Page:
His work initially had Chen’s approval, DeSautels said, but it didn’t last. Making decisions primarily from his home in China and visiting occasionally, Chen at first appeared more interested in a Las Vegas-style hotel and wanted to make the Aztec’s rooms bigger by knocking down some walls, DeSautels said.

By the time he was fired in May 2013, DeSautels had filed a discrimination complaint with the California Department of Fair Employment and Housing, alleging Chen had hired a Chinese assistant manager to usurp his duties and slandered him with allegations of stolen funds.

In his lawsuit filed in May, nearly a year after his dismissal, DeSautels makes further claims that Chen was skirting the U.S. Patriot Act and other laws by hiring Chinese nationals to transfer money to the U.S. through their bank accounts.

Chen counter-sued, alleging DeSautels performed work without approval and stole $1,500 through petty cash funds.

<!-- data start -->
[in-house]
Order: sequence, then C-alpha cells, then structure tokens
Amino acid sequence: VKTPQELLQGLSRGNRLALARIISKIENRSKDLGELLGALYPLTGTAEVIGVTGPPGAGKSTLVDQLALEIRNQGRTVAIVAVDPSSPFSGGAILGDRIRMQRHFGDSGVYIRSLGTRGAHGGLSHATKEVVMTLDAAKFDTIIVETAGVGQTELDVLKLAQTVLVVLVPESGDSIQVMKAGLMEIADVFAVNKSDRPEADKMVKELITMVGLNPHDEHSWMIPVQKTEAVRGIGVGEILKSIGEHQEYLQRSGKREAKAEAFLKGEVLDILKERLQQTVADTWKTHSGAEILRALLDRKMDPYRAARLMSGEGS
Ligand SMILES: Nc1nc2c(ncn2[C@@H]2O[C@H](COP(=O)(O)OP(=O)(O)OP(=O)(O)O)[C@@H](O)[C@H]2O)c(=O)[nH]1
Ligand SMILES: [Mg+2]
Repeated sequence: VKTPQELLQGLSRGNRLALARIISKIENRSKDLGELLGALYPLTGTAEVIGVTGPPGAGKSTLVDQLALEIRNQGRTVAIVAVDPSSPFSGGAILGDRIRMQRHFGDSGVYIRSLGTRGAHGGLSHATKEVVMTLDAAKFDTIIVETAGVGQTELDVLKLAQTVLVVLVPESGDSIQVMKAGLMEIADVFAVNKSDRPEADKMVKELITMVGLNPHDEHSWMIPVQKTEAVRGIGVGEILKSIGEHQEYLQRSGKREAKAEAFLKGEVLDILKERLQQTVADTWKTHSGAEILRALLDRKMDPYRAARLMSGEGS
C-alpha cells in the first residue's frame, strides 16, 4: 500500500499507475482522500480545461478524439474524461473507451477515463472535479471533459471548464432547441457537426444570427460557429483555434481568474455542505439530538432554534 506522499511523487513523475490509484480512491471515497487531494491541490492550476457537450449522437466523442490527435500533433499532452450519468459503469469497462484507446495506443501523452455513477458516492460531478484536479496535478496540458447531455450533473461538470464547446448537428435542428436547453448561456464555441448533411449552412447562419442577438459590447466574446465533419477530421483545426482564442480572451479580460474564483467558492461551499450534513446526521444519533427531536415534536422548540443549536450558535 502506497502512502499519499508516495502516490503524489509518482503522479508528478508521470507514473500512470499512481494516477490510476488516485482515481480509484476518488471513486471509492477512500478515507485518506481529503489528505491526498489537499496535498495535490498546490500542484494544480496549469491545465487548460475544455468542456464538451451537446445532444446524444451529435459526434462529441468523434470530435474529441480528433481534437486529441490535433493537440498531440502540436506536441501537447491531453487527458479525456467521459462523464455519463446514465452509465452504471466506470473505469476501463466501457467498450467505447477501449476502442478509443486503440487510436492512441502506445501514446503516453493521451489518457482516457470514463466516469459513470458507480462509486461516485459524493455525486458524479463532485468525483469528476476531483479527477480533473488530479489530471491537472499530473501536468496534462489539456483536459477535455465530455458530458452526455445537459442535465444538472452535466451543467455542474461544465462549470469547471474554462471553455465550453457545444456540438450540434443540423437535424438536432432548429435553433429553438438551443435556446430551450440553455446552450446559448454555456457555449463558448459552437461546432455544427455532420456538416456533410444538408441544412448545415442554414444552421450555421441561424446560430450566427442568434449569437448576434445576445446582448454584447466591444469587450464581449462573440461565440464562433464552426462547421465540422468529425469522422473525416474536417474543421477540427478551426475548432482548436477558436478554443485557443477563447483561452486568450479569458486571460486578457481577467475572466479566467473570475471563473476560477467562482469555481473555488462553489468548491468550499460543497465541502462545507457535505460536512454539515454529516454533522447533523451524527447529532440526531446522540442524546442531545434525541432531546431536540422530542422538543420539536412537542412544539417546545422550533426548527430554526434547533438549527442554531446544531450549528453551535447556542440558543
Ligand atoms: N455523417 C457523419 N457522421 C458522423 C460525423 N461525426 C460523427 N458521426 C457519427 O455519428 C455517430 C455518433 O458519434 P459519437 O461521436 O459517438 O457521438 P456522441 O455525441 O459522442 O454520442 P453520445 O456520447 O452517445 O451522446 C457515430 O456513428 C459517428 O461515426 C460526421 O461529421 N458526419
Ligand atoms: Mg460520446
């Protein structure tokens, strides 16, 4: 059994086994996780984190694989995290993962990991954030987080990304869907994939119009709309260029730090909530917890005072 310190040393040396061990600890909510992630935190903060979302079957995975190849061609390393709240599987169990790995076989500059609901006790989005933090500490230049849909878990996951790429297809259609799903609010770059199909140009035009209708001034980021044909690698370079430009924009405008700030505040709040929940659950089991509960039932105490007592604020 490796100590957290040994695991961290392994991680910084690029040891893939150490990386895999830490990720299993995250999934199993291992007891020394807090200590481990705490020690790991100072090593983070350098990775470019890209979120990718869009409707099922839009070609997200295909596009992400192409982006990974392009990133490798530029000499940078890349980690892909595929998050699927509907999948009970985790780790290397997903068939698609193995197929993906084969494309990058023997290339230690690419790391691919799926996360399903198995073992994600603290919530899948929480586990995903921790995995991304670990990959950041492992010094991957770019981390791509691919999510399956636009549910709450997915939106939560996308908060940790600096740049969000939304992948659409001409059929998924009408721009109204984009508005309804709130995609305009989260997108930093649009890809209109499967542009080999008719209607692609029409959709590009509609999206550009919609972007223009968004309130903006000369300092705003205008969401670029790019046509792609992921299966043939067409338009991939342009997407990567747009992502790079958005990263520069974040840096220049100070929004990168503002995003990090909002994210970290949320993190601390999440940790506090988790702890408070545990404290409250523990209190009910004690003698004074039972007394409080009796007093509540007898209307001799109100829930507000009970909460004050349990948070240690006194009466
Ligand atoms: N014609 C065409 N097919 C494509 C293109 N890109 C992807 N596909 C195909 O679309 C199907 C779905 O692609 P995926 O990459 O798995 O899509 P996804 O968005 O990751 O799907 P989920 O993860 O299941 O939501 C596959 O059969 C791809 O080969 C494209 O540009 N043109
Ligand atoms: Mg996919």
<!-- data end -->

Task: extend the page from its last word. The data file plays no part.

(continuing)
DeSautels says all of the money went into the hotel. “Everything I did was to save them money,” he said, also referring to Chen’s bookkeeper. “I had them sign off on all the equipment that was given to them.”

Chen’s Alhambra-based attorney, Peter K. Chu, called DeSautels’ accusations untrue and noted that the claims of illegal money transfers don’t have anything to do with the labor dispute that’s the basis of the lawsuit.

“(Chen) was outraged by the allegations,” Chu said.

The restaurant remodel had been nearly complete when DeSautels left the project, but instead of opening it as the Mayan Bar and Grill, the plan soon changed to leasing it.

The restaurant and the Aztec’s other retail spaces have attracted plenty of interested parties, but several potential business owners said they walked away because Chen kept changing his mind about terms, often seeking more money or repairs.

“We left with a very bitter feeling about it,” said Joe Ramsey, who wanted to start a music store at the Aztec and said he and a partner had a handshake deal in 2013. Instead, after about the fourth round of requests to restructure the deal, “we said, you know, we’re not going to be able to do this.”

Ramsey now co-owns Resistor Records, in Monrovia’s Old Town district on Myrtle Avenue.

Former Old Town business owner Patty Fairman, who had been interested in moving her Patty’s Antiques shop to the Aztec, said she backed out when the lease rate and repair requests kept changing.